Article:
Thursday, December 23, 2010

What is that annoying buzzing sound?

After a period of dormancy on the blog, I finally have a little bit of time to write a few more posts. This is one of the last of the Churchill posts, and hopefully soon I'll be able to write about some new topics.

No recount of fieldwork in Churchill, Manitoba can be complete without some horror story of the bugs. While I was lucky during the 2009 season with abnormally cool temperatures, no such luck was had during the 2010 season. The mosquito density was just unreal. No amount of bug spray can protect you... I've been told that insect repellent does make a dent in the mosquitoes trying to bite you... instead of 5,000 mosquitoes trying to bite you, bug spray makes it so that a mere 3,000 are attacking you. In the end, the people who work in Churchill just don't find poisoning themselves with bug spray worth it. On the bright side, there are no diseases that mosquitoes carry in the far north!

During field work, we would have to be completely covered from head to toe. This involved wearing head nets, long sleeves, and, most importantly, gloves. Thin gloves were essential, especially when we had to take field notes. In addition, when dealing with blackflies, it was extremely important to tuck pants into socks, gloves into sleeves, and shirts into pants, since blackflies crawl into tight spaces and will find their way into the tiniest hole to bite you. When all covered and prepared, I usually avoided mosquito bites in the field completely. I usually ended up getting more bites in the Study Centre or in the car.

Now, words can only do so much to describe the bug density. For the rest, I will let my pictures show the horror.

A large flock of mosquitoes.

Gloves are important.

Mosquito carnage. In the top image, I got 72 in one swat of my hand. I can't remember how many we got in our field notebook, but it was well over 100.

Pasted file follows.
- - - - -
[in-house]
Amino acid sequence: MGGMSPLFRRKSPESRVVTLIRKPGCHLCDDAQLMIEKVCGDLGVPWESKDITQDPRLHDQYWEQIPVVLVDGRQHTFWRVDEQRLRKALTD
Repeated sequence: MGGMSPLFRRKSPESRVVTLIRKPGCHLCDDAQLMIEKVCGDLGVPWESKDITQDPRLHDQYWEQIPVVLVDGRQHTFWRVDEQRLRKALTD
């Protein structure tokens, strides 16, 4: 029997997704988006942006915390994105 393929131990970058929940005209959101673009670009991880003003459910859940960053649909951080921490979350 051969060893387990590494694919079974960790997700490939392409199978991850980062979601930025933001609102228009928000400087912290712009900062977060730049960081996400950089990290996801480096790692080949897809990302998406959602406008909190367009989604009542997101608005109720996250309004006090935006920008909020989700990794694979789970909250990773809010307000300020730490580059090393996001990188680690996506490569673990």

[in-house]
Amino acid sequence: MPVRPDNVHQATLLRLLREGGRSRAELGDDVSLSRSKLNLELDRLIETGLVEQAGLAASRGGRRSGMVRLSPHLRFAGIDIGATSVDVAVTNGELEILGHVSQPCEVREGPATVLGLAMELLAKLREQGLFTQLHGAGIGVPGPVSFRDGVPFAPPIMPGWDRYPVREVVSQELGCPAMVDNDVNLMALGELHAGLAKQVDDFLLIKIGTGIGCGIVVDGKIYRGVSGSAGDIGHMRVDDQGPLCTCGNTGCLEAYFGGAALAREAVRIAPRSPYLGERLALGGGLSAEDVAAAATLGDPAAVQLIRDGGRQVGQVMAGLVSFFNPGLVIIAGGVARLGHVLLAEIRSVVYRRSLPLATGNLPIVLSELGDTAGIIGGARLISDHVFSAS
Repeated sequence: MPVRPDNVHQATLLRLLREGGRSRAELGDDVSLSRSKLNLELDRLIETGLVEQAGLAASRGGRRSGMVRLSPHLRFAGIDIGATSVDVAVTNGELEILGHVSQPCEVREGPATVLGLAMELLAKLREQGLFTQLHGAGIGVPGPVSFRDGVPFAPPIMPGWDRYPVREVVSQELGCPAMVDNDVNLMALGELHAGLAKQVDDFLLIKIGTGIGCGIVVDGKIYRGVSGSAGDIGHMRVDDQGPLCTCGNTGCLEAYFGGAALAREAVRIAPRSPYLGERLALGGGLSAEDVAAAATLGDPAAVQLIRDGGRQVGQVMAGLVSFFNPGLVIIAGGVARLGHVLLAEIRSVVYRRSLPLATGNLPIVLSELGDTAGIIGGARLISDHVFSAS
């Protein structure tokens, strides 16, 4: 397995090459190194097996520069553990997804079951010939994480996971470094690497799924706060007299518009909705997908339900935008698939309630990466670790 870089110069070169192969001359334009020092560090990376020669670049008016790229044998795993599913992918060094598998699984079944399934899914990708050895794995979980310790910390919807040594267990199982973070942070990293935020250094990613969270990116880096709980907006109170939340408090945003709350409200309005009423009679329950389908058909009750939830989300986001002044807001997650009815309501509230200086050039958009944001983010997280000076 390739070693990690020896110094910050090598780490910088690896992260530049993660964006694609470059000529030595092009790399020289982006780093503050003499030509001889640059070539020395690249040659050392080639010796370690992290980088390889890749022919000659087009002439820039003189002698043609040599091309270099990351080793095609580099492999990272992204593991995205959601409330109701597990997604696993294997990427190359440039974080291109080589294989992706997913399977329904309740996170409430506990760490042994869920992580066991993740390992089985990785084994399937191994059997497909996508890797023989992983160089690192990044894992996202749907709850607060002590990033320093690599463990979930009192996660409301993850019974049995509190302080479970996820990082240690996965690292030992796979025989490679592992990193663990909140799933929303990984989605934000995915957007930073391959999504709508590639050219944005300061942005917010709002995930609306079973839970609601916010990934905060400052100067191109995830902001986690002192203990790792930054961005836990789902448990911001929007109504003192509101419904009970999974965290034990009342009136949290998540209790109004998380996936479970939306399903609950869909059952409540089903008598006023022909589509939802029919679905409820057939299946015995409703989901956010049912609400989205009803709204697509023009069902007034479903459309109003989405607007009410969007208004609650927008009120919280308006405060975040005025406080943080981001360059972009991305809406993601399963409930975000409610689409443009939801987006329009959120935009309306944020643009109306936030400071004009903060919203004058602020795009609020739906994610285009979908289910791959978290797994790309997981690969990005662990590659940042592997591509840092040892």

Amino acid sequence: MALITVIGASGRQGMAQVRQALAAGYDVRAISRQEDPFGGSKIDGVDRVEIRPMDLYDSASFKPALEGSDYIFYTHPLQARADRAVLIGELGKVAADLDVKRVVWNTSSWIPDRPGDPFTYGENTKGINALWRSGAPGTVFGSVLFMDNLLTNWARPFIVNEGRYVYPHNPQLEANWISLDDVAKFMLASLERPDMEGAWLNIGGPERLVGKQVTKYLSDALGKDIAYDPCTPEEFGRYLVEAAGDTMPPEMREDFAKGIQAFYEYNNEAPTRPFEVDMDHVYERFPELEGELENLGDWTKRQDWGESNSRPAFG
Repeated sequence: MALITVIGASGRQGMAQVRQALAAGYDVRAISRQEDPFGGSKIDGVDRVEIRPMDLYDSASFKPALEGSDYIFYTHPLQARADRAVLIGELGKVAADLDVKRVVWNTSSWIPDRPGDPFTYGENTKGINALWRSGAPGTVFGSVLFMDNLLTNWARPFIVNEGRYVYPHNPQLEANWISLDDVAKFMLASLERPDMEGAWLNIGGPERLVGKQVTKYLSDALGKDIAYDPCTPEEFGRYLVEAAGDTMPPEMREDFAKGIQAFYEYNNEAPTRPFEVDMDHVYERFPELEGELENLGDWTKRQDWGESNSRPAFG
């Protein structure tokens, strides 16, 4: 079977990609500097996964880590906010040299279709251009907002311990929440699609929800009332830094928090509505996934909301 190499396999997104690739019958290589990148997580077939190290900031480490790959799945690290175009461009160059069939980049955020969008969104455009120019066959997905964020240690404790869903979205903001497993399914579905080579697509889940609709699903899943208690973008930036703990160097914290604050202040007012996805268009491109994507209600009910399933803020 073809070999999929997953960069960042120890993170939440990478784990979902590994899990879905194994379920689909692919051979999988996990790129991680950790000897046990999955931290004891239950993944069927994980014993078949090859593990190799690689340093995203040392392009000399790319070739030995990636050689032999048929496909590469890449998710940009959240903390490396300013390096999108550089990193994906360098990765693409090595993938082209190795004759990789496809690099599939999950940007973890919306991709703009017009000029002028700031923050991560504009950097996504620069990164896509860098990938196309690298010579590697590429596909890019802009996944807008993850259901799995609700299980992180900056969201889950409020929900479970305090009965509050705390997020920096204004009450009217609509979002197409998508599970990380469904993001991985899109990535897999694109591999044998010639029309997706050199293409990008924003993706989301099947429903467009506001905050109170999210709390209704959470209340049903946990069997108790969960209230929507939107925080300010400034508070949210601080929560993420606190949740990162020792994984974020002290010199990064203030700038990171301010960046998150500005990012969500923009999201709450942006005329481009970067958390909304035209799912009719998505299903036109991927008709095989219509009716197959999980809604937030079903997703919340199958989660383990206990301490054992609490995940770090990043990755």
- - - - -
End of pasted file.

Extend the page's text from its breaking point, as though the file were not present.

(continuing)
Yours truly, doing veg surveys, with a small cloud of mosquitoes around my head.

A truly scary cloud of mosquitoes. Click on the image to zoom in to see all the mosquitoes that are a bit farther away.

The next few photos are from Jay McGowan, who I spent 2009 field season with. His pictures truly capture the insect abundance.

Mosquitoes like dark colors. Zoom in on this picture to see how many are really there. It's unreal. (photo by Jay McGowan)

I think this may be one of the signs of the Apocalypse... "and the Lord sent forth a cloud, and the sky was darkened with mosquito" (photo by Jay McGowan)

The following video is from the 2010 field season on one of the more buggy nights. Listen with sound...

Tuesday, December 14, 2010

Bird species discovery odds and ends

Here are a couple more neat graphs about the rate of discovery of new bird species that I couldn't fit well into my previous two posts about the subject (10,000 birds? Part 1 and Part 2).

In Part 1 I briefly introduced the species accumulation curve as a means of comparison of rates of discovery between different groups. Here, I wanted to parse apart any broad-scale patterns in the bird data. I started by splitting the birds into their two broadest groupings - passerines (5927 species) and non-passerines (4100 species) - and then I split passerines again into two more broad classes - oscines (4668 species) and suboscines (1259 species). These new species accumulation curves are plotted against the overall bird curve (in black):

(click to enlarge)

The non-passerine curve falls generally to the left of the passerines and birds overall, indicating that non-passerines were generally described earlier than passerines and fewer non-passerines have remained undescribed until recently. The passerine, oscine, and suboscine curves are generally similar in slope and position, although suboscines lag in the last 100 years or so. The suboscine curve is also the only one with a noticeable uptick - a bunch of new species described - in the last few decades.